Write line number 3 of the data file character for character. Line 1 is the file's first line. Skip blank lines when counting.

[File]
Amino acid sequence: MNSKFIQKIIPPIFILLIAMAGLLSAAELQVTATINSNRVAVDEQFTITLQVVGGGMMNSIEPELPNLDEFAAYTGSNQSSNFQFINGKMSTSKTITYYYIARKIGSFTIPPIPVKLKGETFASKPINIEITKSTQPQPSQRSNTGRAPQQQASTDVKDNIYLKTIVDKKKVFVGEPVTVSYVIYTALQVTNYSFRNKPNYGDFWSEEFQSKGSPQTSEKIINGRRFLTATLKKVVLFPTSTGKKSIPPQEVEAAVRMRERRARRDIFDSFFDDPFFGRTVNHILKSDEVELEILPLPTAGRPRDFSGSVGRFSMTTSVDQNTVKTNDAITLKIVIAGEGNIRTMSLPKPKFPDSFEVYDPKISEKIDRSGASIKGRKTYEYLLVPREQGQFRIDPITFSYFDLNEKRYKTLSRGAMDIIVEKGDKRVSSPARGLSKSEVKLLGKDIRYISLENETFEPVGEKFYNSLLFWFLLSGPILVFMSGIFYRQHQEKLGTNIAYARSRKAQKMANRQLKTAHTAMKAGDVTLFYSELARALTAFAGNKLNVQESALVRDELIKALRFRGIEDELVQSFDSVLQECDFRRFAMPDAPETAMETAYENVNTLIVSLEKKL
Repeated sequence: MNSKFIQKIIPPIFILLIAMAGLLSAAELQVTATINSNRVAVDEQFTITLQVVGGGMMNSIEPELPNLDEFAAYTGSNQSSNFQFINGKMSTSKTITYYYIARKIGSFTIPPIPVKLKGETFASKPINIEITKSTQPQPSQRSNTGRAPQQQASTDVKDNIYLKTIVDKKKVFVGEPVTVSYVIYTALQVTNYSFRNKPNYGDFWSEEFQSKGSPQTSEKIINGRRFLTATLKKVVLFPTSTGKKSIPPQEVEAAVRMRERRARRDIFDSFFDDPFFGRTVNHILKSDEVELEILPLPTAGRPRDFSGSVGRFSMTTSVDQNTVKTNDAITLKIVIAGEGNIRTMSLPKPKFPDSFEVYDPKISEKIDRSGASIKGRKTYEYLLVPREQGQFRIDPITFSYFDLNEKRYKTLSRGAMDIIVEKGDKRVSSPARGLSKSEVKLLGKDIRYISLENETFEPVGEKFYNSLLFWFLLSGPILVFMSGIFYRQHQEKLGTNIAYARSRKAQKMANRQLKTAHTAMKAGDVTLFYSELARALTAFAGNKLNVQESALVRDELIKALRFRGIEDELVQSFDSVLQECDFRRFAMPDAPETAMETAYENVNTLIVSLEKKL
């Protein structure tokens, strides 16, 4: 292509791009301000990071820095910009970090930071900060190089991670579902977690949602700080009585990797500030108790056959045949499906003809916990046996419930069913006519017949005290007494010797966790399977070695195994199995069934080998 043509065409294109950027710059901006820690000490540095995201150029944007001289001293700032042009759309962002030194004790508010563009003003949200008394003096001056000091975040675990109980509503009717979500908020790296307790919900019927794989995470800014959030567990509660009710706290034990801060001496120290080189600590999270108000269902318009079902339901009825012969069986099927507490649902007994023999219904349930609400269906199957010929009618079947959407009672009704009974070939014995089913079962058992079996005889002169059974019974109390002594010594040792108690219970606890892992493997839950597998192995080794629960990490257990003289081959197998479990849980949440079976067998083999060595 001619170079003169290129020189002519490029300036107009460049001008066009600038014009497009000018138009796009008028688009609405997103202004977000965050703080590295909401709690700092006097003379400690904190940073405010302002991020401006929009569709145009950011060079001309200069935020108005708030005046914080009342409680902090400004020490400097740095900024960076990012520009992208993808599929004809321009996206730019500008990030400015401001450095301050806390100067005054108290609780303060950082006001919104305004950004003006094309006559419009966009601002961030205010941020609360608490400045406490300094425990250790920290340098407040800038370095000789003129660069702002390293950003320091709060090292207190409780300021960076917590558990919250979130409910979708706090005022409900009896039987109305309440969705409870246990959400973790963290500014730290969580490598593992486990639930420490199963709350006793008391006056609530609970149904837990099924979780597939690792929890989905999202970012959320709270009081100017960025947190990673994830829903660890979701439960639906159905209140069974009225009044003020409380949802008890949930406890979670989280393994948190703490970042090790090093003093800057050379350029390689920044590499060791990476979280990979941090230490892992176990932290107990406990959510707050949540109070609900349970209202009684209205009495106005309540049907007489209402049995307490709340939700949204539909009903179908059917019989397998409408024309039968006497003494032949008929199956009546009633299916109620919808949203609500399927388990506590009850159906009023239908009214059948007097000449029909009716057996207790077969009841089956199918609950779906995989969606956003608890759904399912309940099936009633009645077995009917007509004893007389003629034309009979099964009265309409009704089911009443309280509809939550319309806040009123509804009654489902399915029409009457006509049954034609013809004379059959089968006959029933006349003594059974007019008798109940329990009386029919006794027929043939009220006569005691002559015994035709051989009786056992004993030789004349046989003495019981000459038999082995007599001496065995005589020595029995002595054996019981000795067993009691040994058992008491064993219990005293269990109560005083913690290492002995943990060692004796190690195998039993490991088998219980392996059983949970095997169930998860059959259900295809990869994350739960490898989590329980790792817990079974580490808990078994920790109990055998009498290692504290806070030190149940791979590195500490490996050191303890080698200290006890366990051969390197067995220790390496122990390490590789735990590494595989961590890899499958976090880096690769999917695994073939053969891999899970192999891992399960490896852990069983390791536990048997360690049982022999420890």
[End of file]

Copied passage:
């Protein structure tokens, strides 16, 4: 292509791009301000990071820095910009970090930071900060190089991670579902977690949602700080009585990797500030108790056959045949499906003809916990046996419930069913006519017949005290007494010797966790399977070695195994199995069934080998 043509065409294109950027710059901006820690000490540095995201150029944007001289001293700032042009759309962002030194004790508010563009003003949200008394003096001056000091975040675990109980509503009717979500908020790296307790919900019927794989995470800014959030567990509660009710706290034990801060001496120290080189600590999270108000269902318009079902339901009825012969069986099927507490649902007994023999219904349930609400269906199957010929009618079947959407009672009704009974070939014995089913079962058992079996005889002169059974019974109390002594010594040792108690219970606890892992493997839950597998192995080794629960990490257990003289081959197998479990849980949440079976067998083999060595 001619170079003169290129020189002519490029300036107009460049001008066009600038014009497009000018138009796009008028688009609405997103202004977000965050703080590295909401709690700092006097003379400690904190940073405010302002991020401006929009569709145009950011060079001309200069935020108005708030005046914080009342409680902090400004020490400097740095900024960076990012520009992208993808599929004809321009996206730019500008990030400015401001450095301050806390100067005054108290609780303060950082006001919104305004950004003006094309006559419009966009601002961030205010941020609360608490400045406490300094425990250790920290340098407040800038370095000789003129660069702002390293950003320091709060090292207190409780300021960076917590558990919250979130409910979708706090005022409900009896039987109305309440969705409870246990959400973790963290500014730290969580490598593992486990639930420490199963709350006793008391006056609530609970149904837990099924979780597939690792929890989905999202970012959320709270009081100017960025947190990673994830829903660890979701439960639906159905209140069974009225009044003020409380949802008890949930406890979670989280393994948190703490970042090790090093003093800057050379350029390689920044590499060791990476979280990979941090230490892992176990932290107990406990959510707050949540109070609900349970209202009684209205009495106005309540049907007489209402049995307490709340939700949204539909009903179908059917019989397998409408024309039968006497003494032949008929199956009546009633299916109620919808949203609500399927388990506590009850159906009023239908009214059948007097000449029909009716057996207790077969009841089956199918609950779906995989969606956003608890759904399912309940099936009633009645077995009917007509004893007389003629034309009979099964009265309409009704089911009443309280509809939550319309806040009123509804009654489902399915029409009457006509049954034609013809004379059959089968006959029933006349003594059974007019008798109940329990009386029919006794027929043939009220006569005691002559015994035709051989009786056992004993030789004349046989003495019981000459038999082995007599001496065995005589020595029995002595054996019981000795067993009691040994058992008491064993219990005293269990109560005083913690290492002995943990060692004796190690195998039993490991088998219980392996059983949970095997169930998860059959259900295809990869994350739960490898989590329980790792817990079974580490808990078994920790109990055998009498290692504290806070030190149940791979590195500490490996050191303890080698200290006890366990051969390197067995220790390496122990390490590789735990590494595989961590890899499958976090880096690769999917695994073939053969891999899970192999891992399960490896852990069983390791536990048997360690049982022999420890």